As part of our celebration honoring 20 years of the Museum of Pop Culture, we'll take time throughout 2020 to get to know some of MoPOP's most dedicated visitors and supporters.
MoPOP members receive somepretty cool perks, but perhaps more importantly, each member's continued support of our nonprofit museum helps fund our world-class exhibitions and community programming. This month we hear from Brenda Donner, who is one of many aiding MoPOP's mission of making creative expression a life-changing force.
How long have you been a member and what initially drew you to MoPOP?
Brenda: I became a member in April, 2000. I had read in the newspaper—this is before the internet days—that there was going to be this cool museum coming up. Plus, I was reading about Frank Gehry designing it, so very interested in the architecture. I joined because I love music. It was going to be a tribute to Jimi Hendrix. First of all, please; the guy is a Seattle icon and his music is totally timeless. So I was in immediately just to say it's a Hendrix museum. Then I saw the lineup for the opening concerts in June of 2000. I am a metalhead. Metallica performing, I'm all over it. So I signed up, immediately said, 'Yes, I'm going to be a member.' I wanted to support the museum because I loved Hendrix. I thought it was a great idea to have one place for Hendrix memorabilia to be housed. That's why I joined initially, Metallica and Hendrix.
How have you seen the museum evolve and grow up since then? What's been the driving factor behind your continued support?
Brenda: You put your finger on it. Evolution. It has evolved. Originally it was a Hendrix museum, then it became popular music, Experience Music Project, so different types of music. I am a metalhead, but it's good for me to be exposed to different types of music. When you get an exhibit in that I never heard about, I'm going to go. I'm a member, I'm going to go anyway and it'll expose me to different types of music. I like the fact that it has kept its core Hendrix exhibit as permanent, but you have a chance to get exposed to other types of music. And then of course it evolved later on. We got science fiction and some other things that came in to make it become the Museum of Pop Culture. I liked that it expanded. This is a unique niche here. As far as I know, there is not another museum entity that supports popular culture and exposes us to popular culture. I think that's a very relevant thing for us to to do is to be exposed to things that we're not familiar with. It helps us grow as people. It helps us interact better with others and it makes us more knowledgeable.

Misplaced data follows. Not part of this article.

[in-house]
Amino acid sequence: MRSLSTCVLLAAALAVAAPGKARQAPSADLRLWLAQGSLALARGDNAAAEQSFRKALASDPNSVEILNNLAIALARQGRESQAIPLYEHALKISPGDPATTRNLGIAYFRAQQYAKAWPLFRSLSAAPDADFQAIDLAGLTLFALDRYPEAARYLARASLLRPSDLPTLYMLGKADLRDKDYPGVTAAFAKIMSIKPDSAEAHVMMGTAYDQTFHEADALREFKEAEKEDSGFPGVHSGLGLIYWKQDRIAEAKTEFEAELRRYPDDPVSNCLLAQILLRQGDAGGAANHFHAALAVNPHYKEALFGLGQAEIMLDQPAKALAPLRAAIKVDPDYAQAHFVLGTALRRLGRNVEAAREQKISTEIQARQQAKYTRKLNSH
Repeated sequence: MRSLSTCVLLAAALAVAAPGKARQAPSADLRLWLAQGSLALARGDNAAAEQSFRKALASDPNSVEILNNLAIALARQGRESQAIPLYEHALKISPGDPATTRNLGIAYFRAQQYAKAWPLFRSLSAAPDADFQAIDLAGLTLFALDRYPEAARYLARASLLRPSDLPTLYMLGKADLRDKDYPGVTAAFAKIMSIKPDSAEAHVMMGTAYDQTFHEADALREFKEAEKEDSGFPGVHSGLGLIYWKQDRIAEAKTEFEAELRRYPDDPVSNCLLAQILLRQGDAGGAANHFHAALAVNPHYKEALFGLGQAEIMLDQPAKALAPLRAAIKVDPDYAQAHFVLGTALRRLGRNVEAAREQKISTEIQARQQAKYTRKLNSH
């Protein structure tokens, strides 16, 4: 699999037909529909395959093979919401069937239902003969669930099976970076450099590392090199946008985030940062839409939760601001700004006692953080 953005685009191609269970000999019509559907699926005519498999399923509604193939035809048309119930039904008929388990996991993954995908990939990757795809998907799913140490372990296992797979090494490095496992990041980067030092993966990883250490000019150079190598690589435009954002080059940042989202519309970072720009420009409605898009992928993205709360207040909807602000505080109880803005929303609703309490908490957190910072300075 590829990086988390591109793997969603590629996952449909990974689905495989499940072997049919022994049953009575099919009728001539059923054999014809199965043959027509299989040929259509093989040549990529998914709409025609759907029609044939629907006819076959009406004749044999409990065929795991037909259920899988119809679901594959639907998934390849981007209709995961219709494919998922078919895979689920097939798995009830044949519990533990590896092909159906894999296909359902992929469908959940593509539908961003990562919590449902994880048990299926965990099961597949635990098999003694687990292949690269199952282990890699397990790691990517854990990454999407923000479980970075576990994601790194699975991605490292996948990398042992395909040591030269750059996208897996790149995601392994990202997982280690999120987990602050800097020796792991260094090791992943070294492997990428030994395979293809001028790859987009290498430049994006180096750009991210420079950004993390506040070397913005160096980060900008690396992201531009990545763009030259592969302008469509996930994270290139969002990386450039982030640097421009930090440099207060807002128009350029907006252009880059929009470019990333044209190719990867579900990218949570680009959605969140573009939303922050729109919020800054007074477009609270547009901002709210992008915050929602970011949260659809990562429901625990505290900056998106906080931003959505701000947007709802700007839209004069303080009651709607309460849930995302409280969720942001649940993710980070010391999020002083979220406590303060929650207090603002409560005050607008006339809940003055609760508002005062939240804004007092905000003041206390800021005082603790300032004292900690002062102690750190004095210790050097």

Why do you think it's beneficial to take in other types of music or popular culture that you may not be as familiar with?
Brenda: I think if you just have this narrow little path you go down, you don't expose yourself to other things, you become narrow-minded or 'I only like this'—you sound like an old person first of all. And secondly, you don't get to experience different types of cultures. Reggae. I never listened to reggae. So you get a reggae exhibit here, I'm going to go check it out. Bob Marley—hey, way cool. I think it behooves you as a global citizen to sit there and try to experience other types of music, other types of cultures. Why not? It's one itty-bitty planet. Let's all see what's out here to experience.
What do you tell your friends about MoPOP?
Brenda: These are immersive experiences that you get here. You don't just go to a museum and stare at a painting. You get to experience. Go stand next to Chewbacca and see how big he was. Go sit at the console on the bridge at Star Trek. There's a lot of immersive things here, and I like that.
In your 20 years as a MoPOP member, what's been your most memorable experience?
Brenda: Oh, AC/DC: Australia's Family Jewels (2012). That was an awesome exhibit. They really set it up very well to go through and the artifacts that they had—motorcycle jackets, handwritten lyrics for "Highway to Hell"—and I cannot possibly be the only person who stood in front of those lyrics and started singing along as I'm reading what Bon Scott wrote. That was an incredible exhibit. Another exhibition that I really liked, the one thing I remember out of it was Gene Simmons' boots—that man had platform boots. I do not know how KISS can possibly stand on stage if every single one of them were wearing boots with 5-inch platforms. How do they stand, let alone jump on stage? I think I broke my ankle looking at those boots.
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